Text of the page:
Reduction Linocut and Drypoint Print Mix
Snacking Geometry is a Reduction Linocut and Drypoint print still life, created for a print exchange. Printmakers Connect is a group that “meets” at 8:30am Pacific time every Thursday on the audio-only social app Clubhouse. Have you ever listened in?
Printmakers Connect attendees discuss all things print-related, and the group is moderated by printmaker Gregory Santos. There is also a Printmaker’s Connect Instagram account here, so follow along on Instagram for updates and news.
What is a Print Exchange? Printmakers sign up to create a print edition large enough to gift a print to each exchange contributor. The print theme might be based on a color palette, a particular printmaking method, or even a word. If twelve printmakers participate, you’ll each have twelve prints after the exchange is complete. Sound fun? It is!
Printmaking Print Exchange
Thirty-Four printmakers from the weekly Printmakers Connect group on Clubhouse created editions for this print exchange.
David Wischer is an Assistant Professor from the University of Kentucky School of Art and Visual Studies. Each artist in the exchange sent their completed set of prints to him in Kentucky. David collated all the prints, assembled a colophon for the folio, and will ship a parcel of 34 prints to each of the participating artists.
David also arranged an exhibit of the prints at the University in Kentucky. He’s already busy teaching and making art, so taking this project on was very generous. He’s a good man.
Planning a Linocut and Drypoint Print Combination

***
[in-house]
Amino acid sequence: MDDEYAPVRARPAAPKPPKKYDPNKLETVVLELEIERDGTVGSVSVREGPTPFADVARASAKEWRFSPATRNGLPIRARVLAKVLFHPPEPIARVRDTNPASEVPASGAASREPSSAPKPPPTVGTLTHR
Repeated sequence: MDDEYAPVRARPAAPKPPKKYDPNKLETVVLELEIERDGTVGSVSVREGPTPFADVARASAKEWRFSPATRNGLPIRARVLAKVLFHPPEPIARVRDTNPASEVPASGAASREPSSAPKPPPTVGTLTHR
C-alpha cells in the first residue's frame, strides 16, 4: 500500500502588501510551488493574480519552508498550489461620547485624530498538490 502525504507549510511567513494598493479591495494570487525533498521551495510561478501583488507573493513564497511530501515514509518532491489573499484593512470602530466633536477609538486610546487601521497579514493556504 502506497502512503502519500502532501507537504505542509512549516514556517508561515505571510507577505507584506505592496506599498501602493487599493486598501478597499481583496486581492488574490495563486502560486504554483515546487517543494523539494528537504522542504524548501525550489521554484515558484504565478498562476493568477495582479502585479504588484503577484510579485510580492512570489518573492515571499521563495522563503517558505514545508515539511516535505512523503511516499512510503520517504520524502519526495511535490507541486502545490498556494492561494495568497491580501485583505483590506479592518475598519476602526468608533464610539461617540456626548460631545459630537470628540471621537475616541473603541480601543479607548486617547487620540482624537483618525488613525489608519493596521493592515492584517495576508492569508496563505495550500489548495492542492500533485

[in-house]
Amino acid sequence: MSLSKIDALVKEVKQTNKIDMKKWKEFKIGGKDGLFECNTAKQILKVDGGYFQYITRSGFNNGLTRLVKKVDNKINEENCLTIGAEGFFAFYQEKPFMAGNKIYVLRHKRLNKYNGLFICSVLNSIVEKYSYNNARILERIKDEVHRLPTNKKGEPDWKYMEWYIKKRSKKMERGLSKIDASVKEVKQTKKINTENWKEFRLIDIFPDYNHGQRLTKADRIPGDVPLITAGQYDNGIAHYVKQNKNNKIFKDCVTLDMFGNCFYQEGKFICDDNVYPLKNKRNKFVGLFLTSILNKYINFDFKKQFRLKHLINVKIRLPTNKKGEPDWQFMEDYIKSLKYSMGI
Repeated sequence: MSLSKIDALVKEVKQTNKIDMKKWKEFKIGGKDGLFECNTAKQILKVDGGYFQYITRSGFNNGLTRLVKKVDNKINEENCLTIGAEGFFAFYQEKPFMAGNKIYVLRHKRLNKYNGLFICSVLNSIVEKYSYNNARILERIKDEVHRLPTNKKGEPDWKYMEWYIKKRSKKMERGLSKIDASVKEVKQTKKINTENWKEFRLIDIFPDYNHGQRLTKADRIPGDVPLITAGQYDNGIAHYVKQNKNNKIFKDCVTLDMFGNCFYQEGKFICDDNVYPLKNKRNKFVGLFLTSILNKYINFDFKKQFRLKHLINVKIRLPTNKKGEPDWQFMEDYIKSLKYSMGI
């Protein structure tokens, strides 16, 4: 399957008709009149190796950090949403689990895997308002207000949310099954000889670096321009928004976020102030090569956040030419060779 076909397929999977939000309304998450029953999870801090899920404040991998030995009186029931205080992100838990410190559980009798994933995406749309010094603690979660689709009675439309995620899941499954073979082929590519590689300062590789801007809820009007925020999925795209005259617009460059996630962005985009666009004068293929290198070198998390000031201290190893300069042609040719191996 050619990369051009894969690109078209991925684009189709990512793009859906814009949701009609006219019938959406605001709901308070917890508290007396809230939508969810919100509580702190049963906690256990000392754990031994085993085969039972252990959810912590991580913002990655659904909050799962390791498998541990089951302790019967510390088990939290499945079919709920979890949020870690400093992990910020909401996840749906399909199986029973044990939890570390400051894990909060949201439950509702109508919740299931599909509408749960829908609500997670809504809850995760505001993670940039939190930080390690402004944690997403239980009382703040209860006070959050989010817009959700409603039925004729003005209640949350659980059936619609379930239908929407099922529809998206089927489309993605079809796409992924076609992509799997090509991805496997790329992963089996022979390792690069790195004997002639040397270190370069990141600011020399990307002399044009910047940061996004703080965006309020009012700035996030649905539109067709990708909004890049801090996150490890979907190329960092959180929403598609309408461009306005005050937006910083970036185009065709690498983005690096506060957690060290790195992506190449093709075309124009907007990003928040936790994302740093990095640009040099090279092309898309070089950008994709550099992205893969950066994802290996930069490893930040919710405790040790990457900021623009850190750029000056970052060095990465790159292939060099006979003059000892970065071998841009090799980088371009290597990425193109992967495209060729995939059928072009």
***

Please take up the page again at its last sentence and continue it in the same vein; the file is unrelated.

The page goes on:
There were no printmaking methods or theme restrictions for this exchange – but the paper had to measure 11×14. The title of the folio is Leave Quietly, which is a nod to the exit button on the Clubhouse app. While listening to a group conversation, the button you press to exit is labeled “leave quietly”.
I’ve been thinking about a series of still life and interior scenes, so I sketched rough ideas for this first print in pencil. Next, I used the camera on my phone to take reference photos with a plate and some edible props in my kitchen (see above).
If you’re looking for resources to inspire your next foray into a linocut still life project, have a look at this post assembled to help conjure ideas for linocut designs. All the supplies used to make this print are listed below.
Supply List (with links) used on this Linocut Drypoint Print
- Unmounted Linoleum
- BFK Rives Printmaking Paper
- Cork-backed metal ruler
- Extra Fine Sanding Block
- Akua Intaglio Ink
- Akua Transparent Base
- Plexiglass (for drypoint printing, and as ink slabs)
- Course and Fine Rasps
- Fine Point Sharpie
- Stainless Twisted Scribe
- Akua Wiping Fabric
- Ink Scrapers
- Takach Mini Brayers
- Speedball 4 inch Brayer
- Takach Etching Press
- Paracord and Stainless Clips
Linocut and Drypoint Printmaking
Experiments in the studio can be a fountain of good things. You learn about the expanded potential of your tools and art supplies. You feed your creative curiosity when you experiment with new combinations. And your problem-solving skills get polished, exerted, and brought to bear.
I’ve mixed collagraph and drypoint in previous projects (see the video above), but this was the first mix of linocut and drypoint.
This project was so much fun that I’ve got four more reduction linocuts and drypoint prints in process. One figurative, one still life, and two interior scenes.
Stay tuned for those printmaking mashups in future posts (you can subscribe to this blog here). Have you ever mixed your printmaking before? If so, please leave a link to your adventures in the comments.
Thanks for stopping by to visit today, and I’ll see you in the next post –
P.S. If you like printmaking, and you listen to podcasts, check out Cammy York and Edie Overturf’s podcast News Print. They cover printmaking news, resources, opportunities, and interviews with printmakers.